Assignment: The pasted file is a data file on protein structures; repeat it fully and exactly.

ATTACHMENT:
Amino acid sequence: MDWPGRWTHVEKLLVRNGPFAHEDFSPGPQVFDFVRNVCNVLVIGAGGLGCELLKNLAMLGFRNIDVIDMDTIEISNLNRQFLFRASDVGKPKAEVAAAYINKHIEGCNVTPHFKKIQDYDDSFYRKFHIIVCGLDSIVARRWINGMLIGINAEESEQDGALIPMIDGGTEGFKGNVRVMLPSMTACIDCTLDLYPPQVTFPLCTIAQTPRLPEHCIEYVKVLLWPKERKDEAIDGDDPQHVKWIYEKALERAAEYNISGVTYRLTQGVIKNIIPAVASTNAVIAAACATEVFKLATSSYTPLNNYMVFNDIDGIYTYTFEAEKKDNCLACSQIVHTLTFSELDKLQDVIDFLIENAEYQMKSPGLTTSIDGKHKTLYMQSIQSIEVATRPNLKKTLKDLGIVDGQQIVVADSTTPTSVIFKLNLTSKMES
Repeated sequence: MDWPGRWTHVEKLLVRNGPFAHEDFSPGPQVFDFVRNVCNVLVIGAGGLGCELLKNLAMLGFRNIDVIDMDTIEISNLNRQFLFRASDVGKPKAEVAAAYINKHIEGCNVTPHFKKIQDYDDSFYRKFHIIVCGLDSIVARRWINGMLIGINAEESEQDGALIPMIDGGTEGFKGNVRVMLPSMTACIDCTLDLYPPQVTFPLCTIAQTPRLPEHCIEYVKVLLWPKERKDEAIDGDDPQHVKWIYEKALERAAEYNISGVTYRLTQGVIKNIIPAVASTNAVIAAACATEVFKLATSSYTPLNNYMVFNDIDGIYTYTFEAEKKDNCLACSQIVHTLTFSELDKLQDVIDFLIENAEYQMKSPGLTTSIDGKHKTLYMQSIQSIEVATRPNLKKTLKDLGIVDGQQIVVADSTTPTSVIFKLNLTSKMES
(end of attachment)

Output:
Amino acid sequence: MDWPGRWTHVEKLLVRNGPFAHEDFSPGPQVFDFVRNVCNVLVIGAGGLGCELLKNLAMLGFRNIDVIDMDTIEISNLNRQFLFRASDVGKPKAEVAAAYINKHIEGCNVTPHFKKIQDYDDSFYRKFHIIVCGLDSIVARRWINGMLIGINAEESEQDGALIPMIDGGTEGFKGNVRVMLPSMTACIDCTLDLYPPQVTFPLCTIAQTPRLPEHCIEYVKVLLWPKERKDEAIDGDDPQHVKWIYEKALERAAEYNISGVTYRLTQGVIKNIIPAVASTNAVIAAACATEVFKLATSSYTPLNNYMVFNDIDGIYTYTFEAEKKDNCLACSQIVHTLTFSELDKLQDVIDFLIENAEYQMKSPGLTTSIDGKHKTLYMQSIQSIEVATRPNLKKTLKDLGIVDGQQIVVADSTTPTSVIFKLNLTSKMES
Repeated sequence: MDWPGRWTHVEKLLVRNGPFAHEDFSPGPQVFDFVRNVCNVLVIGAGGLGCELLKNLAMLGFRNIDVIDMDTIEISNLNRQFLFRASDVGKPKAEVAAAYINKHIEGCNVTPHFKKIQDYDDSFYRKFHIIVCGLDSIVARRWINGMLIGINAEESEQDGALIPMIDGGTEGFKGNVRVMLPSMTACIDCTLDLYPPQVTFPLCTIAQTPRLPEHCIEYVKVLLWPKERKDEAIDGDDPQHVKWIYEKALERAAEYNISGVTYRLTQGVIKNIIPAVASTNAVIAAACATEVFKLATSSYTPLNNYMVFNDIDGIYTYTFEAEKKDNCLACSQIVHTLTFSELDKLQDVIDFLIENAEYQMKSPGLTTSIDGKHKTLYMQSIQSIEVATRPNLKKTLKDLGIVDGQQIVVADSTTPTSVIFKLNLTSKMES